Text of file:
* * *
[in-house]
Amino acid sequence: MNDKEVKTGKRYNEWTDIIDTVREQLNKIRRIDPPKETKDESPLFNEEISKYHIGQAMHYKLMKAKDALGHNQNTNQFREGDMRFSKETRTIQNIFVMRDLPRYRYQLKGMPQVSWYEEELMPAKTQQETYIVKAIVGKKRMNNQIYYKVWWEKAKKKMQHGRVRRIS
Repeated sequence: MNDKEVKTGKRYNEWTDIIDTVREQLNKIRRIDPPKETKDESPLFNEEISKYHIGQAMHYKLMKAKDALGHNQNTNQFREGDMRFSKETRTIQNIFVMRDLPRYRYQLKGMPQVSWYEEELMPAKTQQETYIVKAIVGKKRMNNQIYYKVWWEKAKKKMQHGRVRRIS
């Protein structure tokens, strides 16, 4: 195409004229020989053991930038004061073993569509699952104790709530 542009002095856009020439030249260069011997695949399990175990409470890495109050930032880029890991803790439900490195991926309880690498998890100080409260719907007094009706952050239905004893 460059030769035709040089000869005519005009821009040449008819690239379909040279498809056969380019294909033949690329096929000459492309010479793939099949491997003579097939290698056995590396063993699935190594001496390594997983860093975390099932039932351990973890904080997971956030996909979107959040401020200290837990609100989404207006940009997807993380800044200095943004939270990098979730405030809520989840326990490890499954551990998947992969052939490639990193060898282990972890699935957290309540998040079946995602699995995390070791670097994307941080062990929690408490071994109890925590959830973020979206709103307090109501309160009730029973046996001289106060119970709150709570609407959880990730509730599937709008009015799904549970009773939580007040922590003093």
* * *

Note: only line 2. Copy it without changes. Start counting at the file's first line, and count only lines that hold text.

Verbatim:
Amino acid sequence: MNDKEVKTGKRYNEWTDIIDTVREQLNKIRRIDPPKETKDESPLFNEEISKYHIGQAMHYKLMKAKDALGHNQNTNQFREGDMRFSKETRTIQNIFVMRDLPRYRYQLKGMPQVSWYEEELMPAKTQQETYIVKAIVGKKRMNNQIYYKVWWEKAKKKMQHGRVRRIS